Hot startup: Fresco Retail uses ozone technology to remove pesticides vegetables
Ozone treatment has been widely used internationally in food processing as ozone removes impurities without leaving any harmful residue.
Until a few years ago, Mumbai-based Karan Gaba, 28, had never been to a vegetable market.
Now as the founder of a one-of-its kind grocery chain in Mumbai, which is targeting Rs 6 crore in turnover next fiscal, the better part of Gaba's day is spent amidst vegetables. Fresco Retail, a venture he launched in November 2011 primarily retails vegetables and fruits that have been treated with ozone to remove pesticides and micro-organisms.
But the journey to becoming a retail entrepreneur began five years back when his mother dragged him to a vegetable market for the first time in his life to buy groceries for a party. "It was an eye opening experience for me as the vegetables were all so dirty and I asked my mother 'is this what we eat?'" says Gaba, who passed out of Mumbai's Thadomal Shahani Engineering College that year.
He began working with his father in his import business but remained keen to begin a new venture in food and honed in on organic farming. But he soon realised that he did not have the skills for it.
"At that time we had bought a water purifier for our home. That is how I thought of developing a machine to purify food," says Gaba, who set up Waltro Technologies
and spent two years designing and building an ozone-technology based machine that purifies vegetables and fruits
At home. He began marketing the product in 2010 and in under a year he had sold around 500 units without any large-scale marketing initiatives. Though the company had reached profitability, Gaba realised he would need heavy investments to build the brand and scale it up nationally.
That is when he realised there was an opportunity to sell cleaned vegetables and food directly to customers. The profits from his appliance business, which he shut down, and a loan from his father helped Gaba set up a central purification centre in Santa Cruz and a retail store in Bandra.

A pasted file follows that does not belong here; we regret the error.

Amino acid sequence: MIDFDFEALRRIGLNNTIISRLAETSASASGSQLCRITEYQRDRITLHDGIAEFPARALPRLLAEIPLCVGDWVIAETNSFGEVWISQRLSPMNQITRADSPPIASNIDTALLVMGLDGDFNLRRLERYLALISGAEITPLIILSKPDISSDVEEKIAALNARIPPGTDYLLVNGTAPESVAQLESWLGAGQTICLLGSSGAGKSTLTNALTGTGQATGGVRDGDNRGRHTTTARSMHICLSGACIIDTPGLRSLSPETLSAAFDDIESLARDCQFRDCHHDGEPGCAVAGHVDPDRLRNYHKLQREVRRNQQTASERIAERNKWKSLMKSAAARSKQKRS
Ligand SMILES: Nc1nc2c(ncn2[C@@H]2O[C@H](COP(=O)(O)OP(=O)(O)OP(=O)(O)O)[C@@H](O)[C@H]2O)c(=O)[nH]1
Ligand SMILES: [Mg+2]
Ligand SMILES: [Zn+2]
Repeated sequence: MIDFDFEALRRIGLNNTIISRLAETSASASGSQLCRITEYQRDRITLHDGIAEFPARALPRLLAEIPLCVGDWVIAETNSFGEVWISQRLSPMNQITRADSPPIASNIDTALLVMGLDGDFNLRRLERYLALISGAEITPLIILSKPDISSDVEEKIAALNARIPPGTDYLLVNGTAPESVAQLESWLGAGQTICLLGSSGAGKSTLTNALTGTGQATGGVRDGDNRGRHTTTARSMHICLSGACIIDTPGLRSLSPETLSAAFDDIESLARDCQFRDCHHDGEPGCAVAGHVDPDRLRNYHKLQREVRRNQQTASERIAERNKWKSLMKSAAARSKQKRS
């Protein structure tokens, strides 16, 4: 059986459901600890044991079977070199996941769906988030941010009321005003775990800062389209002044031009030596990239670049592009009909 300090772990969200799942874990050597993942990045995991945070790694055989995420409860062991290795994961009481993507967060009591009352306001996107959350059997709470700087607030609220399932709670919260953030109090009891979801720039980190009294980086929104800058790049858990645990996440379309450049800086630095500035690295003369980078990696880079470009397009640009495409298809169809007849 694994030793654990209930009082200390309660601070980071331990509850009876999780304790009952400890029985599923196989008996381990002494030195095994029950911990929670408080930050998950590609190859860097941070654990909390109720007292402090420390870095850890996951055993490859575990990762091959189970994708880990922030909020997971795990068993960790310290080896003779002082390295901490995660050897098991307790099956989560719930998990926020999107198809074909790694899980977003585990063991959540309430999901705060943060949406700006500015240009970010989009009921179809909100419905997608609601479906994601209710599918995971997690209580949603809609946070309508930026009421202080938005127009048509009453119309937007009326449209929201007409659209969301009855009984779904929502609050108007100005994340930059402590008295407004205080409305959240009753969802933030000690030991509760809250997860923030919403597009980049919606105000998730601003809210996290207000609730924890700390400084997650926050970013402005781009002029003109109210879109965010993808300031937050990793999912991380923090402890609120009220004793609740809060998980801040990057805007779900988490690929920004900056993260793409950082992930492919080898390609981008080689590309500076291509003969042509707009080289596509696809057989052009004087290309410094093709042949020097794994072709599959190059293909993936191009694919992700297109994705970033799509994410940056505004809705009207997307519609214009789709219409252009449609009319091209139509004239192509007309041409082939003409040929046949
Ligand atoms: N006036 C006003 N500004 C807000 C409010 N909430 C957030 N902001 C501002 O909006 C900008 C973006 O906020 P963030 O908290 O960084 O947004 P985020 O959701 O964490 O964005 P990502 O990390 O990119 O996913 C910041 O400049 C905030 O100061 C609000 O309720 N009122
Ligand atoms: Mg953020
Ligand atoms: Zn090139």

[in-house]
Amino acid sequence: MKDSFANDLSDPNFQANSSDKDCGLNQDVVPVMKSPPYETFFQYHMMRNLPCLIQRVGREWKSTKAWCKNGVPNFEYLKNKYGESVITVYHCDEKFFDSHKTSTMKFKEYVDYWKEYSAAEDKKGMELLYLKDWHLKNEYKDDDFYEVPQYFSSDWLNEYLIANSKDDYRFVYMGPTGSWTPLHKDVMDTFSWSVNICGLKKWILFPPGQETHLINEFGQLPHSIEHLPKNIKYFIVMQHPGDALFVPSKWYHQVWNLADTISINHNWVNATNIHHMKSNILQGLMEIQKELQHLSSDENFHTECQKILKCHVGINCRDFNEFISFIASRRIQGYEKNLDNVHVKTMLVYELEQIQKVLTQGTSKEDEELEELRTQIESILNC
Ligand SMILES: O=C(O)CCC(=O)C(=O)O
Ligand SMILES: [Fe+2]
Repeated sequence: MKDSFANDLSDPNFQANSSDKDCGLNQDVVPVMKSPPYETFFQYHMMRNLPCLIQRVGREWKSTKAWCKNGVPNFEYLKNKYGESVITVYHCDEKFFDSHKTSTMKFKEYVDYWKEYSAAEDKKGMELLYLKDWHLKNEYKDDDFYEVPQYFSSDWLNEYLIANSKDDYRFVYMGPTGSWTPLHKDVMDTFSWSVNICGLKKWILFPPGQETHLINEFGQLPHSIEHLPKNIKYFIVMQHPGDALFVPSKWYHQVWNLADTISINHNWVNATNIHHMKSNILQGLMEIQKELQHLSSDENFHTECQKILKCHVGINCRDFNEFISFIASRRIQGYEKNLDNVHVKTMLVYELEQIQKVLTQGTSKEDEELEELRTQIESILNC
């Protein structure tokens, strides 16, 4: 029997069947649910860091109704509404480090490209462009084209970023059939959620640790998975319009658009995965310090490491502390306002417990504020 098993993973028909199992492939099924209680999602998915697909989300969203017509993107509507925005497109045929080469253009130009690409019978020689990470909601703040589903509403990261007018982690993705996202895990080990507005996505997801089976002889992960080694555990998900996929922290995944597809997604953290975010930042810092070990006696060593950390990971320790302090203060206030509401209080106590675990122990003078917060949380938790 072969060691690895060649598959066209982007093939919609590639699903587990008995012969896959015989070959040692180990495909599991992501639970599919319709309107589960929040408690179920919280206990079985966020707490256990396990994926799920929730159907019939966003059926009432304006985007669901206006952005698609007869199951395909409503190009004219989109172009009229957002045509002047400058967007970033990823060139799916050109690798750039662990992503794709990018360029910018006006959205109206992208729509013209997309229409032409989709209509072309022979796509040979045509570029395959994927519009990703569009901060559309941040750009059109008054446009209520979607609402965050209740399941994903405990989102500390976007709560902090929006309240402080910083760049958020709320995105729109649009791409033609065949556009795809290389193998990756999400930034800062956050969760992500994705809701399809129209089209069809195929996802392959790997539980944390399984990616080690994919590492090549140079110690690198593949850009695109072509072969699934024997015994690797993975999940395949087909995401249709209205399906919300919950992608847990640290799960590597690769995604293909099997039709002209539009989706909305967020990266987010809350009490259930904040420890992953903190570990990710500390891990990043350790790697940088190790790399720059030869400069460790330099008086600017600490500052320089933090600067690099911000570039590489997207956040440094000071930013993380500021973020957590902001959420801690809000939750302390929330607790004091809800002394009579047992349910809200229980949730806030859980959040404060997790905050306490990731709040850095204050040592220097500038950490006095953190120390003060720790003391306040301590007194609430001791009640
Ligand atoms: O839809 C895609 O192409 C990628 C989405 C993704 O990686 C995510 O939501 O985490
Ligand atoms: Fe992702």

Every morning at 4.30 am the produce from the whole sale markets reach the 2,000 square feet purification centre. It is weighed, sorted and graded and then machine washed with water to remove visible dirt. Once the produce is dry it is put for around 10 minutes in the purification machine, in which oxygen is converted into ozone to remove surface pesticides and micro-organisms. The cleaned produce is packed in sealed packets and is ready to be sent to stores by 8.45 am.
Ozone treatment has been widely used internationally in food processing as ozone removes impurities without leaving any harmful residue as it decomposes to become oxygen. However, retailers are yet to offer this to customers.
"Ozone will be the future for ensuring food safety especially for fresh produce," said Brijesh Tiwari, a professor at the Manchester Metropolitan University, UK, who has published numerous papers on use of ozone technology
in food processing.
Gaba says the technology was the easy part, learning sourcing and stocking was much tougher. "At first I did not stock vegetables that I did not like, wholesalers would sell me 2-kg cauliflowers that no customer would pick up and I would buy too much or too little for a day," It took him a couple of months to iron out these issues.